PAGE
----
Swiss Historian calls on his Country to Pay Reparations for Slavery

Swiss Historian Hans Fassler makes his presentation during the symposium. Programme Manager Culture and Community Development at CARICOM Dr. Hilary Brown moderates the proceedings.
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Swiss Historian, Hans Fassler, has called on his Government to pay reparations for slavery.

He made the call during a one-day symposium in Antigua and Barbuda on the topic,  ‘Western Banking, Colonialism and Reparations’ recently. It was held by the  CARICOM Reparations Commission (CRC) in collaboration with the Centre for Reparation Research (CRR) and the Antigua and Barbuda Reparations Support Commission .

The symposium, which was held at the Starfish Jolly Beach Hotel on Thursday, 10 October,  explored the historical roots of Western banks in financing and profiteering from the enslavement of Africans and their descendants in the Diaspora.  Mr. Fassler, in an interview with CARICOM Today, explained that Switzerland was involved in slavery and slavery activity.

In a press conference a day after the symposium, chairman of the CARICOM Reparations Commission, Professor Sir Hilary Beckles, explained that the role of the Western Banking system, and the way it facilitated slavery and the entire slavery system, was examined by historians who made presentations.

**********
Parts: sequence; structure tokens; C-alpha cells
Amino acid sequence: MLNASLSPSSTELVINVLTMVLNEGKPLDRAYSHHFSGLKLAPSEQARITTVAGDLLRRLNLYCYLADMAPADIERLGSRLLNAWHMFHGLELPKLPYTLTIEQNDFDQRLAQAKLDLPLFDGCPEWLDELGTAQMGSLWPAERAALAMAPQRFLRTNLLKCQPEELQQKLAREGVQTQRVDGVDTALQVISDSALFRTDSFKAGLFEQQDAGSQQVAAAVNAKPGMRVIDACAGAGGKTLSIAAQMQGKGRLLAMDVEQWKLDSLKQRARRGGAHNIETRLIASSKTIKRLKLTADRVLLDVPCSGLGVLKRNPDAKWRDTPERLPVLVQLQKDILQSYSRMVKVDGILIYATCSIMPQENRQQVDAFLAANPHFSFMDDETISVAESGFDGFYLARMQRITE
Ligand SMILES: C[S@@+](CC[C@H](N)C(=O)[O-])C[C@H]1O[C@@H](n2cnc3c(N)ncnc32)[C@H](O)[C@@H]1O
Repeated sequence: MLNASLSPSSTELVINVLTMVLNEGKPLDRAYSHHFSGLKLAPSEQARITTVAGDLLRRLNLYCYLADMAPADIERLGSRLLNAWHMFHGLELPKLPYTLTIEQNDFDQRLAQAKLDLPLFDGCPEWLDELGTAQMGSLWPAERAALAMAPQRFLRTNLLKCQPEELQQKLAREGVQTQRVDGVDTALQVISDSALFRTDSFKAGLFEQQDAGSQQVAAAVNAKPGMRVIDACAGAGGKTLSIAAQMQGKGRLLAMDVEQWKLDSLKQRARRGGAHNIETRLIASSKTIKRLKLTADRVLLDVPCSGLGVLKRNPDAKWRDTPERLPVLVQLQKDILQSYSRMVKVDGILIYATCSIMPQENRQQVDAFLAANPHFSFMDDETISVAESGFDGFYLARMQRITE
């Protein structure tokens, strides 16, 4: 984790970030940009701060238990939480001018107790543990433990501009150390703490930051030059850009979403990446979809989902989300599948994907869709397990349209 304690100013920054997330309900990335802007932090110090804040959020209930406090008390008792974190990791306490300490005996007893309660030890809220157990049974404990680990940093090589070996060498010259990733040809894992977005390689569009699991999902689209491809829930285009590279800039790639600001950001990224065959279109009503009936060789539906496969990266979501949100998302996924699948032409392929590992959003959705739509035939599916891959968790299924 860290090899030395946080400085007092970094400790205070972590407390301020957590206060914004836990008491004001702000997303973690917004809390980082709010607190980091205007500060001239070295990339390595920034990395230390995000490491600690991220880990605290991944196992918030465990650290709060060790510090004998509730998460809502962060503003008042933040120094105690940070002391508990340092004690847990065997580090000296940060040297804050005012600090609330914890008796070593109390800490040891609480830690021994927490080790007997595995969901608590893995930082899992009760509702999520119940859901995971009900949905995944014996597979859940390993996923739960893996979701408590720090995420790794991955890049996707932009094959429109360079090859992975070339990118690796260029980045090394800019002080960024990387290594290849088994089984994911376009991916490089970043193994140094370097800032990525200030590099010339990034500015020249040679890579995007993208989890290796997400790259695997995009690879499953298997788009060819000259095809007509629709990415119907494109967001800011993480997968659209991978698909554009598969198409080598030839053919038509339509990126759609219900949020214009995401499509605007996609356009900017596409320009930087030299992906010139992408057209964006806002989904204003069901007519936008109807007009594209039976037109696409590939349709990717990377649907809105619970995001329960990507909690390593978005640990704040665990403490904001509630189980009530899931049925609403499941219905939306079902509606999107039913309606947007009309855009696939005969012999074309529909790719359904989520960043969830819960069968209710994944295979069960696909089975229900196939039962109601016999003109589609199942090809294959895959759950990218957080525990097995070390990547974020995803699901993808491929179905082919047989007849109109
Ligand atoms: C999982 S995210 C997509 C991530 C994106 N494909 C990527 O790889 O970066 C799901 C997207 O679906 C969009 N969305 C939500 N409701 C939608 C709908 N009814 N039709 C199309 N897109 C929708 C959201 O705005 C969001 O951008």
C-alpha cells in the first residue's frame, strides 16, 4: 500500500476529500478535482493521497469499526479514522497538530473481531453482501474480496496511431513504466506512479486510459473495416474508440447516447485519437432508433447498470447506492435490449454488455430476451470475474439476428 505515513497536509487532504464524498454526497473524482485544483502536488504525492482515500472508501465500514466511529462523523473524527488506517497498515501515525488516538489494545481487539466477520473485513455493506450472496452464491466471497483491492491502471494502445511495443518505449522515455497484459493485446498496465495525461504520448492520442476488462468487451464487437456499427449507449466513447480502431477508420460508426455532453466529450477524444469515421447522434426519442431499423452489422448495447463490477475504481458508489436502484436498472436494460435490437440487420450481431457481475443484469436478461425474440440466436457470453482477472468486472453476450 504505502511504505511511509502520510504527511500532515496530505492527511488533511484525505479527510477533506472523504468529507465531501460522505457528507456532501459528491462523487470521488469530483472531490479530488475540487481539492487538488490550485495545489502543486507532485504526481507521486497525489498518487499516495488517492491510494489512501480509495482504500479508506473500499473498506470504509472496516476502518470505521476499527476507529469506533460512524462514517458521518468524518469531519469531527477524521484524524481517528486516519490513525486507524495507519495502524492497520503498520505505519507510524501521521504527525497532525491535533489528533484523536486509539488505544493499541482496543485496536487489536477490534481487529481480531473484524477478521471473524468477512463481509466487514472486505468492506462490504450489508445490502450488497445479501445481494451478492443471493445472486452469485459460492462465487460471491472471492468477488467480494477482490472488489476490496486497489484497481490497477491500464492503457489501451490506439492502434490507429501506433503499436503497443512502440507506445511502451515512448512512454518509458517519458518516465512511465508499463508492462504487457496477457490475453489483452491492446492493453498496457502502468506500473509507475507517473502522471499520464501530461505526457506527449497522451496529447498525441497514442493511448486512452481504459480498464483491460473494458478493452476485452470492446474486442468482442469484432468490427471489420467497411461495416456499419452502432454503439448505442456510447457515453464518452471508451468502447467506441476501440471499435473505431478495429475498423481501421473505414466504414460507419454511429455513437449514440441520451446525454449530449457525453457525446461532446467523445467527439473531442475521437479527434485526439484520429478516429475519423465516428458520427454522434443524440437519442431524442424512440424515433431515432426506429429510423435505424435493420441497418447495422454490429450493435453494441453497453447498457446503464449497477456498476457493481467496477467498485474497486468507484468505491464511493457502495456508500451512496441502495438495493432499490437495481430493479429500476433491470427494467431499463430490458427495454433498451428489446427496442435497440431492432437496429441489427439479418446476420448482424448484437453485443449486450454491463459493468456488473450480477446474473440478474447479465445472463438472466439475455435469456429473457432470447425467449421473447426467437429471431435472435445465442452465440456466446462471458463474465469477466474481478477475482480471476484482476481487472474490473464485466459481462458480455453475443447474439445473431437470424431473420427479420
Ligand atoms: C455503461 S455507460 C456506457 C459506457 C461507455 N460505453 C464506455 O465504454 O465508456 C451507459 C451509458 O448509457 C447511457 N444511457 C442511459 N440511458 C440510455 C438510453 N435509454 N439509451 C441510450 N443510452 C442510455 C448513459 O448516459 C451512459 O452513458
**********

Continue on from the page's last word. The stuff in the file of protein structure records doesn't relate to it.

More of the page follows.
“Many of the High Streets you see in Europe and North America and here in the Caribbean started their journey providing services to slave owners and slave traders” Sir Hilary said.

He outlined that experts in the symposium revealed research that helped to illuminate and illustrate the history and development including the role of the Wall Street Banking System, as well as the rise of British Financial System and enterprise, and how the Caribbean was a source of enslaved wealth for those institutions.

He said the rise of Western development and the rise of capitalist transformation cannot be discussed without understanding that it was all based on 400 years of unpaid labour from Africans.

The symposium was held just weeks after the signing of an historic Memorandum of Understanding (MOU) between the University of Glasgow and the University of the West Indies whereby the two universities agreed to establish the Glasgow-Caribbean Centre for Development Research.

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